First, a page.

The Art of Biography

2013 Volume III

Introduction by John L. Gaddis, Professor of History

This seminar, intended chiefly for teachers of reading, writing, social studies, history, and English, sought to encourage the use of biography (including autobiography) as a method of classroom instruction. Everyone has a life worth recalling, even if only to one's family or to one's self: learning itself, if by that we mean accumulated experience, is arguably the most important use of biography. Maybe that's why biographies, whether in print or electronic editions, continue to be so widely read.

How, though, do you go about writing a life, whether it's your own or someone else's? Because I've been working on a biography myself – of the 20th century American diplomat and strategist George F. Kennan – I've tried over the past decade and a half to learn something about the subject by teaching it to Yale undergraduates. I adapted the course for the Yale-New Haven Teachers Institute in 2012 and, in the summer of 2013, for the Yale National Initiative. My teachers and I concentrated on several things:

First, the reading and critical discussion of biographies and autobiographies, selected with the help of the seminar to reflect a range of subjects and approaches. I wanted the list to include both good and not-so-good biographies, because I think you can learn at least as much from each. I wanted the emphasis to be as much literary as historical, because biography – which is really about character – relies as much on the skills of novelists as of historians. And I wanted to explore particular genres of biography, ranging from the first great autobiography (St. Augustine's Confessions) through graphic biography, a recent innovation in the field (Chester Brown's life of Louis Riel).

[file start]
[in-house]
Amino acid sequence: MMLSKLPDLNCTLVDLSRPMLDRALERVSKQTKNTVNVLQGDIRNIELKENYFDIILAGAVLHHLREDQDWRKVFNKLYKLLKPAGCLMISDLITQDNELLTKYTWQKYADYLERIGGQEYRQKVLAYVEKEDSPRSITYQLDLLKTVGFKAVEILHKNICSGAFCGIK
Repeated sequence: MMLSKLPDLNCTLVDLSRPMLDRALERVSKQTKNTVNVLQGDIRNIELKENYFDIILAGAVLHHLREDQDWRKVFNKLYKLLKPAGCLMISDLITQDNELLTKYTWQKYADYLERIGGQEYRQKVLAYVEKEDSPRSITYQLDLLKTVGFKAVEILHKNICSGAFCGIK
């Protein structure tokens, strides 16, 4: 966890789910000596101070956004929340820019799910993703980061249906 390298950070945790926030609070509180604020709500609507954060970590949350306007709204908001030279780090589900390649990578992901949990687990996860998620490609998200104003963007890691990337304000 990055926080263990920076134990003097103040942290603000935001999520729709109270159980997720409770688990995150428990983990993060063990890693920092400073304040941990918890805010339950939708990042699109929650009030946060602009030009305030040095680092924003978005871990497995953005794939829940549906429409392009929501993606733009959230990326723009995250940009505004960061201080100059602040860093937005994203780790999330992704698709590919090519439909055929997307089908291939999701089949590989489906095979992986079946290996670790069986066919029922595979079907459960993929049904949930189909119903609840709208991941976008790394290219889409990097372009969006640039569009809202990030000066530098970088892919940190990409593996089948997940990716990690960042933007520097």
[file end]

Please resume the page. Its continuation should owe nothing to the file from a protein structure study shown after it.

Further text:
Second, extending the concept of biography from the printed page to the new media that will – as costs come down – surely be making their way into classrooms. Yale's Collaborative Learning Center provided each of my teachers with iPads for the two weeks they were in New Haven, and we experimented with their use both inside and outside the seminar. Particularly valuable to us was Art Authority, a pre-loaded app that allowed us all instant access to thousands of portraits and landscapes, each suggesting something (usually multiple things) about biography.

Third, extracting from these readings and visual materials certain principles of biography that can, with appropriate adaptation, be "teachable" across a wide range of age groups and student skill levels. I was fortunate to have teachers working across a broad range of grade levels and student needs. Without the years of experience my teachers brought to our seminar, we would hardly have been able to connect principles with practice as thoroughly as we did.

Finally, based on the readings they'd done, the iPads they'd experimented with, and the principles they'd identified, each of the teachers in my seminar produced a curriculum unit for use in their own classrooms and we hope in others, meant to engage students in the reading and writing of biographies or autobiographies. These reflect several different approaches: